NOTE: I wrote about two-thirds of this post and when I saved it as a draft, WordPress fucked up and erased all but the first line. Needless to say, I’m furious, and will do my best to rebuild it. Clearly, I need to start writing drafts offline first.
I love the classic 5×5 program. Like Pat Sherwood, I like clean, simple programming. A good training protocol and workout should have a clear, Zen-like quality about it, and I’ve yet to encounter anything in strength training that achieves that as effectively as the 5×5. Furthermore, it’s uniquely effective, which is part of the reason it’s survived a strength training staple over 60-plus years of fitness fads (its worth and merit is still being discussed by top minds today). I had personally dabbled in weight training for years before I finally started a 5×5 protocol that delivered both the strength and aesthetic growth I had been searching for.
For those that don’t know, the 5×5 program refers to the sets and repetitions used by the athlete during training workouts. So, 5×5 refers to 5 sets of 5 repetitions (SETS x REPS), giving you a total number of 25 working repetitions per lift per workout. The popularity of the 5×5 protocol is largely attributed to Bill Starr, who wrote about it in his book The Strongest Shall Survive: Strength Training for Football, where he said:
“The researchers found that 4-6 repetitions of 4-6 sets, increasing the weight on each successive set, produced the most significant increase in strength. Terrific, I simplified the formula to five sets of five reps as that was the exact median and it was easy to remember.”
There are several variations of it, but the purest and most simple 5×5 has the athlete warm up thoroughly, then perform 5 sets of 5 reps at the same weight (called “sets across”). I’ve always like this best, as I feel it’s both the most challenging and the simplest, and especially in beginners, nets excellent growth. However, my personal and anecdotal experience has let me to determine this variation while effective in a caloric surplus is particularly brutal and excruciating in a caloric deficit. Given that I am on a quest to slowly and stably take myself down to approximately 10-12% body fat using flexible dieting, a caloric deficit is necessary evil. Recently, I’ve noticed increased fatigue, difficulty sleeping, and more grinding and missed reps than “normal” for me in the gym. All of these are indicators of under-recovery, that my body and nervous system can no longer take going “balls to the wall” for sets across every single workout. Thus, it’s time to re-evaluate my programming to further progress my goals of improving strength while slowly and safely decreasing body fat.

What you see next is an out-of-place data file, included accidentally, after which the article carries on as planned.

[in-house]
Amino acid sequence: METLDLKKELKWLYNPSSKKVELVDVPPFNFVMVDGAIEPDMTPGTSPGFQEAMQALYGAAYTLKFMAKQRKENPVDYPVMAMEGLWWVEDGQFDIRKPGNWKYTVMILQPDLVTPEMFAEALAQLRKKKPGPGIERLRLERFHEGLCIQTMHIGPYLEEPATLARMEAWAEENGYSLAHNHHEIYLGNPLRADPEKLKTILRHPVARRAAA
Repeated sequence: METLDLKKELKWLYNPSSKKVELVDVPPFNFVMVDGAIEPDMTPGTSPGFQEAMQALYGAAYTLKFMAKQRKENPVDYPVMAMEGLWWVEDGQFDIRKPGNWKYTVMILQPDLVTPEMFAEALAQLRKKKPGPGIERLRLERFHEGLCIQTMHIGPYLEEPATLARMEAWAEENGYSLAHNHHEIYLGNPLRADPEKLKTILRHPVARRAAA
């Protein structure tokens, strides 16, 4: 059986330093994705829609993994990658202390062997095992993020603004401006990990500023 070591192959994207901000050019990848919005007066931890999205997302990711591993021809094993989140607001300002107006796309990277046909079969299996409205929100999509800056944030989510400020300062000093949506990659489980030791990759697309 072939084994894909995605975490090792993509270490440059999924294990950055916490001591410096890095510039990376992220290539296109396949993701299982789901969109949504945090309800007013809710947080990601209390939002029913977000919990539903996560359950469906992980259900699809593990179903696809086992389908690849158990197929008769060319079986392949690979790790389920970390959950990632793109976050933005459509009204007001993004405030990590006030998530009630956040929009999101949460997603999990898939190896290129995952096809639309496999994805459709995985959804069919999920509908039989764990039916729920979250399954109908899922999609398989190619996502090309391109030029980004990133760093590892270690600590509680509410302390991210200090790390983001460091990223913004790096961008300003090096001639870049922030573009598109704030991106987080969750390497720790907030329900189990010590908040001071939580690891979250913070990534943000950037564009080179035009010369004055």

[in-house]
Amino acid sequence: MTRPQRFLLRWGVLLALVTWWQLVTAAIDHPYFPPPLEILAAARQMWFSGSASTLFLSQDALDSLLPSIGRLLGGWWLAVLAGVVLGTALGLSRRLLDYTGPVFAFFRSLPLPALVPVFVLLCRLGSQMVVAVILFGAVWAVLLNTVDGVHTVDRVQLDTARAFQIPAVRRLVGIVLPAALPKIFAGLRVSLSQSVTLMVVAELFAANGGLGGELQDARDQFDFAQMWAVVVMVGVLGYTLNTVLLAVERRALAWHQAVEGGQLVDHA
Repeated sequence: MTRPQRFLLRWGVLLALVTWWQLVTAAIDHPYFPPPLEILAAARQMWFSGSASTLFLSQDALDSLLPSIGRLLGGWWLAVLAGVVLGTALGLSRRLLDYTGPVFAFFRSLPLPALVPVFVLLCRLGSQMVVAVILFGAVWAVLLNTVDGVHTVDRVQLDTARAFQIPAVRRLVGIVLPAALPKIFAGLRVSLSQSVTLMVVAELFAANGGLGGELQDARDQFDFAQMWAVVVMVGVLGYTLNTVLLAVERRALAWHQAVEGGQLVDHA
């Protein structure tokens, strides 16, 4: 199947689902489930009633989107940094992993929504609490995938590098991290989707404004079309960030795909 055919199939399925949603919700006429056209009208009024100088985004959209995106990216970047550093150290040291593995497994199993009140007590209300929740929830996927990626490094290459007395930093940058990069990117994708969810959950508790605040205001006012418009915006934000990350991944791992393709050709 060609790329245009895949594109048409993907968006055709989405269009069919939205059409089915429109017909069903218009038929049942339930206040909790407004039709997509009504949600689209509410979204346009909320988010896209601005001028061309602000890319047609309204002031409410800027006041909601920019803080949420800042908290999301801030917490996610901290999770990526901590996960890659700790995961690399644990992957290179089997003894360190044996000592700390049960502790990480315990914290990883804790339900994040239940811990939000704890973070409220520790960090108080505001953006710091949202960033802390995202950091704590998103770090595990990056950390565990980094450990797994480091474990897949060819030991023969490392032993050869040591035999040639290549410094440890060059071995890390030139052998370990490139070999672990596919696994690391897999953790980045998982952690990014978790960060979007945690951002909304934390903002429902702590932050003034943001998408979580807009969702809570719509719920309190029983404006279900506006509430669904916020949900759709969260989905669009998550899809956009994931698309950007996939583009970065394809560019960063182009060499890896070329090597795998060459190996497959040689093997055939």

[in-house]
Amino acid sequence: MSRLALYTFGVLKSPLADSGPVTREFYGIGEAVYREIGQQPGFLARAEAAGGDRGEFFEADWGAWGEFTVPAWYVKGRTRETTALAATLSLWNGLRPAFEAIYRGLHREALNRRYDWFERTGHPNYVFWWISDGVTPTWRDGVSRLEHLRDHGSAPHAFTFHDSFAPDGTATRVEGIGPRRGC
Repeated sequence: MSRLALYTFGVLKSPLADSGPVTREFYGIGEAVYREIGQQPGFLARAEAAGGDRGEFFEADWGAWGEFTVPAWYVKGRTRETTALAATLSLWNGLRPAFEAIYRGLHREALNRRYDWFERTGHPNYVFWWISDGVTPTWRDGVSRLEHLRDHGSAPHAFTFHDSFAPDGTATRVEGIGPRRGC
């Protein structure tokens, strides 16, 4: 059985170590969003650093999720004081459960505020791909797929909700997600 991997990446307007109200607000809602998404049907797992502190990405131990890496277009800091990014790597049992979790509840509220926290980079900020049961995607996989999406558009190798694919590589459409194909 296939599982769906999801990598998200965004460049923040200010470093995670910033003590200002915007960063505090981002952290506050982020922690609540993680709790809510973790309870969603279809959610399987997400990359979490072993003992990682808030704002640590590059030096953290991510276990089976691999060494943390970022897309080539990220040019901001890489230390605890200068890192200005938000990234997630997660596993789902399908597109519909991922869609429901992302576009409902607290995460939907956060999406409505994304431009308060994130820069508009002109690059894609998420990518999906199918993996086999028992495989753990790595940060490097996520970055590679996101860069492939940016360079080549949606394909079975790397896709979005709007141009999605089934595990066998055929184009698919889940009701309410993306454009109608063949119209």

So now what? Anyone that knows me knows I am a big fan of the Wolverine character and Hugh Jackman’s portrayal of him on film. It’s taken several years and a few serious missteps, but both Days of Future Past and The Wolverine before it finally started delivering stories and action worthy of Jackman’s talent and Logan’s character, and Hugh has certainly achieved a physique worthy of the character. Like many, when stuck in a crossroads or dilemma, I look for inspiration. This time, I turned back to Hugh and his trainer David Kingsbury.
As fate would have it, Hugh’s training for both The Wolverine and Days of Future Past is a bit of a hybrid of an ascending load 5×5 and Jim Wendler’s 5/3/1 program. It uses the varying percentages of Wendler’s program and 3:1 load:deload cycle, while pursuing slightly higher volume overall (closer to a 5×5).
From both of these references, I started rebuilding my own 5×5 using a similar ascending load cycle. The end result?
The reality is nothing fancy. I’ve borrowed from Jim Wendler the four-day day split for the main lifts, with a rest day in the middle, as well as the increasing loads over the three week cycle. However, I’ve modified the overall volume and loads to stay within the 5×5 parameters. However, this is purely cosmetic on a lot of levels, and a program that followed the same loading but with a 4×6 rep scheme would likely achieve almost identical results (and potentially save time in the gym due to the reduced number of sets). See below:
The key points on both is staying within that 4-6×4-6 range that seems to be the physiological “sweet spot” for natural athletes not assisting with drugs, and to cycle intensity to allow sufficient recovery despite the caloric deficit. Now it’s time to get to work.